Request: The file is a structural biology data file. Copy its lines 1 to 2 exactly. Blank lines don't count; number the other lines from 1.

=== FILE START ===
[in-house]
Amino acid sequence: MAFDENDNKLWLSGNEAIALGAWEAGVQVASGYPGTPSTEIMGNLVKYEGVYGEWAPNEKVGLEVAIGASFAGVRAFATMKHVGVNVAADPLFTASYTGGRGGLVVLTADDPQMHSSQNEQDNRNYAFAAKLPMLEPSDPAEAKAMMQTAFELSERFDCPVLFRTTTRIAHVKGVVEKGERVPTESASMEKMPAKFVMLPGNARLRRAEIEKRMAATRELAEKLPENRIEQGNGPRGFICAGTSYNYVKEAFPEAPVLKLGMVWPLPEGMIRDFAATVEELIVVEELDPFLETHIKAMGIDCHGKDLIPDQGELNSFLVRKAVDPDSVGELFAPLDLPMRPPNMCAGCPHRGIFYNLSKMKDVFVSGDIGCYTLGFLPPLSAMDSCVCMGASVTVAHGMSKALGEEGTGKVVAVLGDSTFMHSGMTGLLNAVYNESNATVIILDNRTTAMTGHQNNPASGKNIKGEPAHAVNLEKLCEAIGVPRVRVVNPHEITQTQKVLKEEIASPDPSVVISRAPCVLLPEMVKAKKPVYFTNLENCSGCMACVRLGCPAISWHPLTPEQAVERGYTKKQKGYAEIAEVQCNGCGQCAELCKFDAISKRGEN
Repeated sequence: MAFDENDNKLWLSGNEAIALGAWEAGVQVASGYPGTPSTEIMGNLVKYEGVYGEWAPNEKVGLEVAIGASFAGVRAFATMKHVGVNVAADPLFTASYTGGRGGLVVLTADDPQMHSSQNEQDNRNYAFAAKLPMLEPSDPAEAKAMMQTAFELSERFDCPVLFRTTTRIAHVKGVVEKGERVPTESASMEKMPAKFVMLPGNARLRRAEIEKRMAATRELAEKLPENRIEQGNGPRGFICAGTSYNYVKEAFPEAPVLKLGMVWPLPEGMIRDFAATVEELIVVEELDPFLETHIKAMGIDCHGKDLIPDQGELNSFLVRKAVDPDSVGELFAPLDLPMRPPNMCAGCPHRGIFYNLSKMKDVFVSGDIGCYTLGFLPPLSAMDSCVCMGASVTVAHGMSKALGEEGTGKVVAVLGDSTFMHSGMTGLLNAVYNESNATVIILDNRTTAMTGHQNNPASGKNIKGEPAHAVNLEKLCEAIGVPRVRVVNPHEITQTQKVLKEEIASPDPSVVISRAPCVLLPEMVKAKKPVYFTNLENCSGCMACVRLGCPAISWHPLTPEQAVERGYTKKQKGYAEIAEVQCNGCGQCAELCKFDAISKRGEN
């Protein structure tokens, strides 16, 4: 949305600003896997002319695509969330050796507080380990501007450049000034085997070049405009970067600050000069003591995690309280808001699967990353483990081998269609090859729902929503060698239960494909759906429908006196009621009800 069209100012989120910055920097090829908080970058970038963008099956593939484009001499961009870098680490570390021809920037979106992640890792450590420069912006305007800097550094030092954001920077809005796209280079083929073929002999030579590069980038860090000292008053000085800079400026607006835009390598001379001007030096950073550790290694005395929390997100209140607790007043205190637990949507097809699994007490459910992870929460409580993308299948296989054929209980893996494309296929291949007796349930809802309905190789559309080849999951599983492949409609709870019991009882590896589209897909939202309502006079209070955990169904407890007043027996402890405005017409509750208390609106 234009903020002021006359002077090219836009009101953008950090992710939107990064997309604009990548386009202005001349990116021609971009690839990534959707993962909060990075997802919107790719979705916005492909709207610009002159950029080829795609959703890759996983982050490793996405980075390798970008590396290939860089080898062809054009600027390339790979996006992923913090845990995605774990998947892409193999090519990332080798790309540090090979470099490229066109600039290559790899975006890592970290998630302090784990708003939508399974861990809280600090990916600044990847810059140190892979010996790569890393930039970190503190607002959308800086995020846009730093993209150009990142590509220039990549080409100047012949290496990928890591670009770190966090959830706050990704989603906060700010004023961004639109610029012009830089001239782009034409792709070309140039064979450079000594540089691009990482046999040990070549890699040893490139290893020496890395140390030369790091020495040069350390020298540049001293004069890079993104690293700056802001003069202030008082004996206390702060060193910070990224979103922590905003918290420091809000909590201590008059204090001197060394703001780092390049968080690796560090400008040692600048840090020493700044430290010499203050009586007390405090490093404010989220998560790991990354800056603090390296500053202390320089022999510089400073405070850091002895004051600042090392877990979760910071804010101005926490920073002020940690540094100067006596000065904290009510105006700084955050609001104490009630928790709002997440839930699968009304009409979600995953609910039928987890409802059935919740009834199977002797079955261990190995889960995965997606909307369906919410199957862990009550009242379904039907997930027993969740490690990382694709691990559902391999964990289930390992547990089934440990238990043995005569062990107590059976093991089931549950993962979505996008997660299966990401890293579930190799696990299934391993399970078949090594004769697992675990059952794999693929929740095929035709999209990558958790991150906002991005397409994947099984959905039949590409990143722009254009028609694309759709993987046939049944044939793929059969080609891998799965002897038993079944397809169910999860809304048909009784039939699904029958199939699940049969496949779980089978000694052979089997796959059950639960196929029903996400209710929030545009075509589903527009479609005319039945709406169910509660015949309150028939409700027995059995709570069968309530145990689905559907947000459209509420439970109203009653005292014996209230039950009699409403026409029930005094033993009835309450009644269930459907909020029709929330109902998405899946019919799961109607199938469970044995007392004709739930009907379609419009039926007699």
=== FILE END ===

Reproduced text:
[in-house]
Amino acid sequence: MAFDENDNKLWLSGNEAIALGAWEAGVQVASGYPGTPSTEIMGNLVKYEGVYGEWAPNEKVGLEVAIGASFAGVRAFATMKHVGVNVAADPLFTASYTGGRGGLVVLTADDPQMHSSQNEQDNRNYAFAAKLPMLEPSDPAEAKAMMQTAFELSERFDCPVLFRTTTRIAHVKGVVEKGERVPTESASMEKMPAKFVMLPGNARLRRAEIEKRMAATRELAEKLPENRIEQGNGPRGFICAGTSYNYVKEAFPEAPVLKLGMVWPLPEGMIRDFAATVEELIVVEELDPFLETHIKAMGIDCHGKDLIPDQGELNSFLVRKAVDPDSVGELFAPLDLPMRPPNMCAGCPHRGIFYNLSKMKDVFVSGDIGCYTLGFLPPLSAMDSCVCMGASVTVAHGMSKALGEEGTGKVVAVLGDSTFMHSGMTGLLNAVYNESNATVIILDNRTTAMTGHQNNPASGKNIKGEPAHAVNLEKLCEAIGVPRVRVVNPHEITQTQKVLKEEIASPDPSVVISRAPCVLLPEMVKAKKPVYFTNLENCSGCMACVRLGCPAISWHPLTPEQAVERGYTKKQKGYAEIAEVQCNGCGQCAELCKFDAISKRGEN